Fit for the Future Network

Plas Newydd networking energy event

Our sustainability network, created in partnership with Ashden, has brought together some of the UK’s largest charities and landowners to tackle the impacts of climate change and rising energy costs.

The Fit for the Future Network, launched in November 2013, brings together environmental professionals and energy champions from across charities and land-owning organisations. Members work together to lower the impact they have on the environment and improve resilience against rising energy costs.
Our Director General, Dame Helen Ghosh, said of the network: “The Fit for the Future Network has grown into a really powerful movement for effective action on climate change thanks to the hard work of the practitioners from all organisations involved. The National Trust and Ashden set up the network because we believe that collaboration is one of the best tools we have to mitigate its threat.”

What we have achieved

 Since we launched Fit for the Future Network, some of the UK’s top charities and landowners have joined, including The Crown Estate, RSPB, the Royal Household, Tate, RNLI, Oxfam GB and more than 80 others. They collectively look after upwards of 40,000 buildings and 19 UNESCO world heritage sites.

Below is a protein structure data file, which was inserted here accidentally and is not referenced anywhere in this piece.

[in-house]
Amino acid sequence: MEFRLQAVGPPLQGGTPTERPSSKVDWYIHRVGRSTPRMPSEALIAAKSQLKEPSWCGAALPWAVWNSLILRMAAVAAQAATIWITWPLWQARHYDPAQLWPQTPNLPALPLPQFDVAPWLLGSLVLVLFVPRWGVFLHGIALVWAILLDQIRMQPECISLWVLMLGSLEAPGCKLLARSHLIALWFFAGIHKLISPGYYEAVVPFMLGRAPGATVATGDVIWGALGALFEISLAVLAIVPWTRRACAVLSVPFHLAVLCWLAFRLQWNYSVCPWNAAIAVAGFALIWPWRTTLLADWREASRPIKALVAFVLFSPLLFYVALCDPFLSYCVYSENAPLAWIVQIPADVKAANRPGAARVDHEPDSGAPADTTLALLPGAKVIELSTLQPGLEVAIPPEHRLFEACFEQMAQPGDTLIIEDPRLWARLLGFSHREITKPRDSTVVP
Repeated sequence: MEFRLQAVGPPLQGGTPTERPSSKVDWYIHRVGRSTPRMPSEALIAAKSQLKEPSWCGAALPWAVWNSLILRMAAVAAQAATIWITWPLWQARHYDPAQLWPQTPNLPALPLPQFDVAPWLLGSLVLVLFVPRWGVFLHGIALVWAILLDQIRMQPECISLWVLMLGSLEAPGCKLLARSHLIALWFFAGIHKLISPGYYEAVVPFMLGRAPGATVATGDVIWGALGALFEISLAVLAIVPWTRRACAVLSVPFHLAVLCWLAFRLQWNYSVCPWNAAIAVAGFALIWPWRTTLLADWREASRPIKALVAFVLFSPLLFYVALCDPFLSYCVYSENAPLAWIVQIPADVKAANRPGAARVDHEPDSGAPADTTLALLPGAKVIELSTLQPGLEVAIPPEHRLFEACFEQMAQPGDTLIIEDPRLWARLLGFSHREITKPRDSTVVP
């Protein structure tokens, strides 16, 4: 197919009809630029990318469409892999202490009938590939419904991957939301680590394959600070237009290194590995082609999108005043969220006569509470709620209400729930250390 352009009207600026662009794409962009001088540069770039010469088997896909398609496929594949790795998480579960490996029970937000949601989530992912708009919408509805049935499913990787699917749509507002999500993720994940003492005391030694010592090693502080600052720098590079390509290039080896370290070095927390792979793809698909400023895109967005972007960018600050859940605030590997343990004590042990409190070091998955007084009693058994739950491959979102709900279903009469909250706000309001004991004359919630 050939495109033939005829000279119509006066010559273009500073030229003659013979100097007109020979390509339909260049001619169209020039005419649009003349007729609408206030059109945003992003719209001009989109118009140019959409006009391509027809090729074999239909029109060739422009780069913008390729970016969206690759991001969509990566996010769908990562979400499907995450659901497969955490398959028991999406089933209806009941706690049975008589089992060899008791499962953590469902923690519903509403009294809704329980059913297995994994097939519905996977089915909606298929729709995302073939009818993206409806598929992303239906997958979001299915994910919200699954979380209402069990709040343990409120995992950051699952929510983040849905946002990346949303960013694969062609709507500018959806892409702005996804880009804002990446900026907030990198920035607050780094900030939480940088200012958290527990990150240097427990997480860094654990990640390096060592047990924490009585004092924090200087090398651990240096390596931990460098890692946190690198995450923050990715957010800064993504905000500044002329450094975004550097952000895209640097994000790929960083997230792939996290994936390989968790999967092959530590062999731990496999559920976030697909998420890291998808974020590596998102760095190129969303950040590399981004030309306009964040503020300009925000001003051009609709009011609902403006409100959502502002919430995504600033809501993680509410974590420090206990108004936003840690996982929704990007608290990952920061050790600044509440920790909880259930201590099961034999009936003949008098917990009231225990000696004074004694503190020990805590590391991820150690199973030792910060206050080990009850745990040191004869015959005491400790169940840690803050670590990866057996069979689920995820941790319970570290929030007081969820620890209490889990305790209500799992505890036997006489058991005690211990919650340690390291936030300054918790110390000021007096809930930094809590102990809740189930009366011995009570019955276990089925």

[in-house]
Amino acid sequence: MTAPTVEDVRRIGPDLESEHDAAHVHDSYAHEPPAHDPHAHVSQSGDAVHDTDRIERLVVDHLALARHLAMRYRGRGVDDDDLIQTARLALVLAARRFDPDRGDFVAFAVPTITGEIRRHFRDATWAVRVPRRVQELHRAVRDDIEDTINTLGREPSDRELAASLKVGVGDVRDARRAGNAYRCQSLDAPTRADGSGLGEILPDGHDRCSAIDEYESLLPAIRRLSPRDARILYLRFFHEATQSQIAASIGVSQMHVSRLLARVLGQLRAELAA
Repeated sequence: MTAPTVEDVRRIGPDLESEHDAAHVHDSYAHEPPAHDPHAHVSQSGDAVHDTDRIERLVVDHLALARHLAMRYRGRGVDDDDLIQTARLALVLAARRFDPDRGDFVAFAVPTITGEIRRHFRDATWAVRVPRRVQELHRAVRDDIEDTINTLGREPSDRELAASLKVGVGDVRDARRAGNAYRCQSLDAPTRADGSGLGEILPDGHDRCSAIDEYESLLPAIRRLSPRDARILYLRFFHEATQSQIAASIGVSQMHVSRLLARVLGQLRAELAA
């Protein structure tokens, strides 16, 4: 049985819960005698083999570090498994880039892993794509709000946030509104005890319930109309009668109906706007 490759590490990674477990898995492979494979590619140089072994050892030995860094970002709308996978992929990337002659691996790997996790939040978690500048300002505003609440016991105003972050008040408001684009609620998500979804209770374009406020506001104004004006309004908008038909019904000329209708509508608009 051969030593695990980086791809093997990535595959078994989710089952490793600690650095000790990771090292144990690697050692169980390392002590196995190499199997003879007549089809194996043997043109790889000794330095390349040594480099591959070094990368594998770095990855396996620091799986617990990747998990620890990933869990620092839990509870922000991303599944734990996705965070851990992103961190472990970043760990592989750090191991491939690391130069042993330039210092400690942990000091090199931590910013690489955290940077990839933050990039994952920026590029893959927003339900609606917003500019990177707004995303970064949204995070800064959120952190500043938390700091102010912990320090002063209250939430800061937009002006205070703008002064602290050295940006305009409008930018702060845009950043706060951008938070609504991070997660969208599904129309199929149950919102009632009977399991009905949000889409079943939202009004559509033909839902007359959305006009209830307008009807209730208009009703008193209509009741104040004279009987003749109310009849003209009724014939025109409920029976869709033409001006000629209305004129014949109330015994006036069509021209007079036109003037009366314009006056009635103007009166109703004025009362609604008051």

At events, site visits and meetings the Network has brought together hundreds of environmental professionals and green champions to swap sustainability advice and learn from each other. The groups involved collectively saved nearly 15,000 tonnes of CO2 in 2015- the equivalent to making 1,766 trips around the world in an average petrol car- and generated 5.5% of their energy using renewables like solar and hydro power. More achievements like this are celebrated in the Network’s first progress report.

Becoming more sustainable makes a big difference for the charities involved. The National Trust saved enough money on electricity bills to pay for 36 kilometres of footpath restoration in 2015, whilst the RNLI’s expected income and savings from renewables could pay for 10 inshore rescue boats per year. Chatsworth House have installed 15 biomass systems after receiving advice from the National Trust, and the Canal & River Trust have secured funding for their first ever in-house hydro power project.

Going forward, the Network continues to grow its membership and is widening its scope to cover the full range of sustainability-related issues.


What members think

Here’s what some of the Fit for the Future members have to say about the benefits of being involved.

Fit for the Future progress report 

Achievements are celebrated in the Fit for the Future Network’s first progress report.